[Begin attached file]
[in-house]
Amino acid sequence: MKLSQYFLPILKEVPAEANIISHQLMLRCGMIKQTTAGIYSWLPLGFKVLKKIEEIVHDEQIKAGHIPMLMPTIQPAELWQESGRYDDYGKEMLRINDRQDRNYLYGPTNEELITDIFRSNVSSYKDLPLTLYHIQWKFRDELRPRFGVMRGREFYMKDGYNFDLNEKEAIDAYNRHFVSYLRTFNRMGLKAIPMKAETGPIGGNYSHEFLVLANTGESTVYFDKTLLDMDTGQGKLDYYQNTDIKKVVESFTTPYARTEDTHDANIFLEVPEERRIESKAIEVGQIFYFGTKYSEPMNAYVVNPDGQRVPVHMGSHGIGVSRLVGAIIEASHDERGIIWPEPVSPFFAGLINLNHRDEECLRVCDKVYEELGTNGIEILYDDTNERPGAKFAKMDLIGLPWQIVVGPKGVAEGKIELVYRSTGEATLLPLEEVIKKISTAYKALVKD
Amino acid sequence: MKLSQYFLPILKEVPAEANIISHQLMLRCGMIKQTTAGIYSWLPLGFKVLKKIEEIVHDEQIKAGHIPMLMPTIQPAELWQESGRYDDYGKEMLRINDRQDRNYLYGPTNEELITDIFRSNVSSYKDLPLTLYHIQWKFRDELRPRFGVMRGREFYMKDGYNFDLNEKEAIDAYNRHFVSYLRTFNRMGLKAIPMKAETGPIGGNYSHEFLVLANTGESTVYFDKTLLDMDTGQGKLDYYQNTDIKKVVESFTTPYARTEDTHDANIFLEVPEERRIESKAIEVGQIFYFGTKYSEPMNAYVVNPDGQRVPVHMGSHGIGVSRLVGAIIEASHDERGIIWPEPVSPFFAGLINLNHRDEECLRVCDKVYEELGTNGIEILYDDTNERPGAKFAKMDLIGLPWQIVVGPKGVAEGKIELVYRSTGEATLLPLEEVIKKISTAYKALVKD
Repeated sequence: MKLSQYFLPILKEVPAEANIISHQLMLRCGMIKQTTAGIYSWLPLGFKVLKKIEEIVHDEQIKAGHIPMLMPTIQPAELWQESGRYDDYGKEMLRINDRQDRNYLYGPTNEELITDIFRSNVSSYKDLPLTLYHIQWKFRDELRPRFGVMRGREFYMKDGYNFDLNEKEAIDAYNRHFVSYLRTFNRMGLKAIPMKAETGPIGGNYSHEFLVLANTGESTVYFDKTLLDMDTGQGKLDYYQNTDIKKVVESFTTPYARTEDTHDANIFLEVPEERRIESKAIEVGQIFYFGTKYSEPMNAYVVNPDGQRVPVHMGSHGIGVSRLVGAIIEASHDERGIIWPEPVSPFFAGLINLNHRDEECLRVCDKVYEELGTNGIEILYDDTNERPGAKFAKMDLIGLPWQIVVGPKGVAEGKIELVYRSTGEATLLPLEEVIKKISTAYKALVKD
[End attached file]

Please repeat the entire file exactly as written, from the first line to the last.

[in-house]
Amino acid sequence: MKLSQYFLPILKEVPAEANIISHQLMLRCGMIKQTTAGIYSWLPLGFKVLKKIEEIVHDEQIKAGHIPMLMPTIQPAELWQESGRYDDYGKEMLRINDRQDRNYLYGPTNEELITDIFRSNVSSYKDLPLTLYHIQWKFRDELRPRFGVMRGREFYMKDGYNFDLNEKEAIDAYNRHFVSYLRTFNRMGLKAIPMKAETGPIGGNYSHEFLVLANTGESTVYFDKTLLDMDTGQGKLDYYQNTDIKKVVESFTTPYARTEDTHDANIFLEVPEERRIESKAIEVGQIFYFGTKYSEPMNAYVVNPDGQRVPVHMGSHGIGVSRLVGAIIEASHDERGIIWPEPVSPFFAGLINLNHRDEECLRVCDKVYEELGTNGIEILYDDTNERPGAKFAKMDLIGLPWQIVVGPKGVAEGKIELVYRSTGEATLLPLEEVIKKISTAYKALVKD
Amino acid sequence: MKLSQYFLPILKEVPAEANIISHQLMLRCGMIKQTTAGIYSWLPLGFKVLKKIEEIVHDEQIKAGHIPMLMPTIQPAELWQESGRYDDYGKEMLRINDRQDRNYLYGPTNEELITDIFRSNVSSYKDLPLTLYHIQWKFRDELRPRFGVMRGREFYMKDGYNFDLNEKEAIDAYNRHFVSYLRTFNRMGLKAIPMKAETGPIGGNYSHEFLVLANTGESTVYFDKTLLDMDTGQGKLDYYQNTDIKKVVESFTTPYARTEDTHDANIFLEVPEERRIESKAIEVGQIFYFGTKYSEPMNAYVVNPDGQRVPVHMGSHGIGVSRLVGAIIEASHDERGIIWPEPVSPFFAGLINLNHRDEECLRVCDKVYEELGTNGIEILYDDTNERPGAKFAKMDLIGLPWQIVVGPKGVAEGKIELVYRSTGEATLLPLEEVIKKISTAYKALVKD
Repeated sequence: MKLSQYFLPILKEVPAEANIISHQLMLRCGMIKQTTAGIYSWLPLGFKVLKKIEEIVHDEQIKAGHIPMLMPTIQPAELWQESGRYDDYGKEMLRINDRQDRNYLYGPTNEELITDIFRSNVSSYKDLPLTLYHIQWKFRDELRPRFGVMRGREFYMKDGYNFDLNEKEAIDAYNRHFVSYLRTFNRMGLKAIPMKAETGPIGGNYSHEFLVLANTGESTVYFDKTLLDMDTGQGKLDYYQNTDIKKVVESFTTPYARTEDTHDANIFLEVPEERRIESKAIEVGQIFYFGTKYSEPMNAYVVNPDGQRVPVHMGSHGIGVSRLVGAIIEASHDERGIIWPEPVSPFFAGLINLNHRDEECLRVCDKVYEELGTNGIEILYDDTNERPGAKFAKMDLIGLPWQIVVGPKGVAEGKIELVYRSTGEATLLPLEEVIKKISTAYKALVKD